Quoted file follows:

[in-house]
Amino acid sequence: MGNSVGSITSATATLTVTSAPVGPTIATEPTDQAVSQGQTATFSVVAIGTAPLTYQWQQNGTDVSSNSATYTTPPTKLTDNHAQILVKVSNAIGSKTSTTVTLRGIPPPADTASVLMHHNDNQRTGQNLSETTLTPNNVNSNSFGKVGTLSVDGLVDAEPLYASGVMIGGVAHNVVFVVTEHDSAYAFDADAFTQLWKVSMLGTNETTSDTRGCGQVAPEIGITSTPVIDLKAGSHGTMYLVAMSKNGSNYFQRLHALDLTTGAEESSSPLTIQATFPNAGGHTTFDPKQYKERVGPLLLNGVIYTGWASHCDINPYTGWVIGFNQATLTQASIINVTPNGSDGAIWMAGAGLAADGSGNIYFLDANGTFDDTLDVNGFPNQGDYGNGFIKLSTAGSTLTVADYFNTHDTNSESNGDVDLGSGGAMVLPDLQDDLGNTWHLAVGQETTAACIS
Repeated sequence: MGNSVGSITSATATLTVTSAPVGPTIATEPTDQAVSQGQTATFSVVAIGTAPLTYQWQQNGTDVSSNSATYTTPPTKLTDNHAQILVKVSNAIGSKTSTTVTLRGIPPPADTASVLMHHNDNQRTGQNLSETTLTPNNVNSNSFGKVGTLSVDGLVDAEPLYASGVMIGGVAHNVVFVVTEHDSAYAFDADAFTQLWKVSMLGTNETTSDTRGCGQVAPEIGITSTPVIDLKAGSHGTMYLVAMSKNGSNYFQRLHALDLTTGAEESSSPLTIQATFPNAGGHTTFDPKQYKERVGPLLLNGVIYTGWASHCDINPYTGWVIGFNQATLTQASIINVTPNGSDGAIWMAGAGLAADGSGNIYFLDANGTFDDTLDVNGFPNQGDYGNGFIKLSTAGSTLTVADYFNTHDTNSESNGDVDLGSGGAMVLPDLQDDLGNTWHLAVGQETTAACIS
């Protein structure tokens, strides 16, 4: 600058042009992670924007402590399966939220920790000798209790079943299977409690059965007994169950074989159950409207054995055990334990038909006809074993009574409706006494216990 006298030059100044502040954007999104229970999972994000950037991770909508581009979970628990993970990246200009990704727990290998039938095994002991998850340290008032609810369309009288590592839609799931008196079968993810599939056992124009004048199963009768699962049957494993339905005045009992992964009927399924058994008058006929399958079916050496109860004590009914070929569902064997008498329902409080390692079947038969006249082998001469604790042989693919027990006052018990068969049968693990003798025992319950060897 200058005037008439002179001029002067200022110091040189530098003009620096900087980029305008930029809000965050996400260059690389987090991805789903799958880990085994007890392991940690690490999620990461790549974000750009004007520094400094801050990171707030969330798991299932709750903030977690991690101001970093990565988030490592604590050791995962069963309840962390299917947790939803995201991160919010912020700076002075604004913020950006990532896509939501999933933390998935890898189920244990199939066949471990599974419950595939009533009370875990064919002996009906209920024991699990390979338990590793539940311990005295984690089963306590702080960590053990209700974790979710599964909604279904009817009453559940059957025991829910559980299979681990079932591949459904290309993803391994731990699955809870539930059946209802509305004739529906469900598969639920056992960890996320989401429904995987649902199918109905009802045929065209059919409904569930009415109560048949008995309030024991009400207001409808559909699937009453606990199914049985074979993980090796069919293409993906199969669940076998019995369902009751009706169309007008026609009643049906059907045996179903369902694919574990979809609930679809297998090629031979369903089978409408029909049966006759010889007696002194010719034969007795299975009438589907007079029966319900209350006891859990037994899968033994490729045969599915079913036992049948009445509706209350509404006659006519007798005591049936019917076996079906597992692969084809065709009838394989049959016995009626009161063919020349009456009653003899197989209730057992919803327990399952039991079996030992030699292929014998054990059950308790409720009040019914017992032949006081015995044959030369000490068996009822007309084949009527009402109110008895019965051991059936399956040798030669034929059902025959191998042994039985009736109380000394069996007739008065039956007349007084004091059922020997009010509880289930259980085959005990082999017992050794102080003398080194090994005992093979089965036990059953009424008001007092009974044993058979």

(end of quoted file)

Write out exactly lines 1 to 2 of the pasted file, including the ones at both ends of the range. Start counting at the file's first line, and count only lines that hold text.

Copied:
[in-house]
Amino acid sequence: MGNSVGSITSATATLTVTSAPVGPTIATEPTDQAVSQGQTATFSVVAIGTAPLTYQWQQNGTDVSSNSATYTTPPTKLTDNHAQILVKVSNAIGSKTSTTVTLRGIPPPADTASVLMHHNDNQRTGQNLSETTLTPNNVNSNSFGKVGTLSVDGLVDAEPLYASGVMIGGVAHNVVFVVTEHDSAYAFDADAFTQLWKVSMLGTNETTSDTRGCGQVAPEIGITSTPVIDLKAGSHGTMYLVAMSKNGSNYFQRLHALDLTTGAEESSSPLTIQATFPNAGGHTTFDPKQYKERVGPLLLNGVIYTGWASHCDINPYTGWVIGFNQATLTQASIINVTPNGSDGAIWMAGAGLAADGSGNIYFLDANGTFDDTLDVNGFPNQGDYGNGFIKLSTAGSTLTVADYFNTHDTNSESNGDVDLGSGGAMVLPDLQDDLGNTWHLAVGQETTAACIS